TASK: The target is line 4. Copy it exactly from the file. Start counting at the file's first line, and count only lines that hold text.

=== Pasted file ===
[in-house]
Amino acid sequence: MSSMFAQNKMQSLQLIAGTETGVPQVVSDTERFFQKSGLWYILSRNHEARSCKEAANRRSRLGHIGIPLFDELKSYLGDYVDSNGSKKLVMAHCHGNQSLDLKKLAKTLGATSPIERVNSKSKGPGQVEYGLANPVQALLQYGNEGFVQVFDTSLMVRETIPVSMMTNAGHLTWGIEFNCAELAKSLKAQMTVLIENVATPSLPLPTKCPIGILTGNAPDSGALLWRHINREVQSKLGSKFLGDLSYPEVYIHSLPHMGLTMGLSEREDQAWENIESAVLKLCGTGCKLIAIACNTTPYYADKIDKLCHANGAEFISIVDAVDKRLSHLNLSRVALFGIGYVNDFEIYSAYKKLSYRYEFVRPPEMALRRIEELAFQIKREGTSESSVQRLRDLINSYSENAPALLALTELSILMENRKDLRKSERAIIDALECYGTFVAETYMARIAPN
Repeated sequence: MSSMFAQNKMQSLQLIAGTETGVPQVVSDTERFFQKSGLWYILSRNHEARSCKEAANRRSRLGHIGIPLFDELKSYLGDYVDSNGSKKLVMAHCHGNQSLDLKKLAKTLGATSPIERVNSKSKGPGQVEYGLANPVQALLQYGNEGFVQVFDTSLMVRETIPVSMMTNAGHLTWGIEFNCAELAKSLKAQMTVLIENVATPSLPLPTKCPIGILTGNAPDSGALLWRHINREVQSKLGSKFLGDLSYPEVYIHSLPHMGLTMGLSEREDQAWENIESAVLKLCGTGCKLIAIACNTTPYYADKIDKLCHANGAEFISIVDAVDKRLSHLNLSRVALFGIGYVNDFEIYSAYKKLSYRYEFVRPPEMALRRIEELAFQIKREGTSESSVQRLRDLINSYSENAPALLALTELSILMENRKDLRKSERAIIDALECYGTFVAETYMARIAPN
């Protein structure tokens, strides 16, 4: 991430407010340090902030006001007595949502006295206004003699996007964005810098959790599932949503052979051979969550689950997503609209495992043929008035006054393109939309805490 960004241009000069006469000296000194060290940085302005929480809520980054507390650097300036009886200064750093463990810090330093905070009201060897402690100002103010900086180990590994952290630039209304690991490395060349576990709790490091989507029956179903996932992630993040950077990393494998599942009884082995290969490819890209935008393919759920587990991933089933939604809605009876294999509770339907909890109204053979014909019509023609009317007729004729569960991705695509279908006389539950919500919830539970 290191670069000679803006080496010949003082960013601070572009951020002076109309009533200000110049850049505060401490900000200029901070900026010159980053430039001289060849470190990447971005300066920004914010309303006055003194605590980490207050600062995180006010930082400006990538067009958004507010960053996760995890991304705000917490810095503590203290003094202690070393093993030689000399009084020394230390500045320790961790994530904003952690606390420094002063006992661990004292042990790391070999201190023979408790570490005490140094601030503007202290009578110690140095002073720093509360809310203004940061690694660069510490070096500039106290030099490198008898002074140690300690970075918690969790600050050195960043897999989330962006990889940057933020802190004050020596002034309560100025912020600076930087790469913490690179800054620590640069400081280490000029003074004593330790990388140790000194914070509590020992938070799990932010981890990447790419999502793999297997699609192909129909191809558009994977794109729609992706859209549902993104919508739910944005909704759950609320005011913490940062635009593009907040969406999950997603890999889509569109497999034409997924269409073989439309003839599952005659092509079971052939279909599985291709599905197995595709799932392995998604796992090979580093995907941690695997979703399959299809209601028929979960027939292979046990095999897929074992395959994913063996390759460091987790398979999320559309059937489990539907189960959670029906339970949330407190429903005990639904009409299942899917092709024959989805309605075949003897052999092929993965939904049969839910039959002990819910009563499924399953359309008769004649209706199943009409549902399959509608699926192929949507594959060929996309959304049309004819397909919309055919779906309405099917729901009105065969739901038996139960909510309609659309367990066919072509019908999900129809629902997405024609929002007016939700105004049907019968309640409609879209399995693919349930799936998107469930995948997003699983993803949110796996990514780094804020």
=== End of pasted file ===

């Protein structure tokens, strides 16, 4: 991430407010340090902030006001007595949502006295206004003699996007964005810098959790599932949503052979051979969550689950997503609209495992043929008035006054393109939309805490 960004241009000069006469000296000194060290940085302005929480809520980054507390650097300036009886200064750093463990810090330093905070009201060897402690100002103010900086180990590994952290630039209304690991490395060349576990709790490091989507029956179903996932992630993040950077990393494998599942009884082995290969490819890209935008393919759920587990991933089933939604809605009876294999509770339907909890109204053979014909019509023609009317007729004729569960991705695509279908006389539950919500919830539970 290191670069000679803006080496010949003082960013601070572009951020002076109309009533200000110049850049505060401490900000200029901070900026010159980053430039001289060849470190990447971005300066920004914010309303006055003194605590980490207050600062995180006010930082400006990538067009958004507010960053996760995890991304705000917490810095503590203290003094202690070393093993030689000399009084020394230390500045320790961790994530904003952690606390420094002063006992661990004292042990790391070999201190023979408790570490005490140094601030503007202290009578110690140095002073720093509360809310203004940061690694660069510490070096500039106290030099490198008898002074140690300690970075918690969790600050050195960043897999989330962006990889940057933020802190004050020596002034309560100025912020600076930087790469913490690179800054620590640069400081280490000029003074004593330790990388140790000194914070509590020992938070799990932010981890990447790419999502793999297997699609192909129909191809558009994977794109729609992706859209549902993104919508739910944005909704759950609320005011913490940062635009593009907040969406999950997603890999889509569109497999034409997924269409073989439309003839599952005659092509079971052939279909599985291709599905197995595709799932392995998604796992090979580093995907941690695997979703399959299809209601028929979960027939292979046990095999897929074992395959994913063996390759460091987790398979999320559309059937489990539907189960959670029906339970949330407190429903005990639904009409299942899917092709024959989805309605075949003897052999092929993965939904049969839910039959002990819910009563499924399953359309008769004649209706199943009409549902399959509608699926192929949507594959060929996309959304049309004819397909919309055919779906309405099917729901009105065969739901038996139960909510309609659309367990066919072509019908999900129809629902997405024609929002007016939700105004049907019968309640409609879209399995693919349930799936998107469930995948997003699983993803949110796996990514780094804020």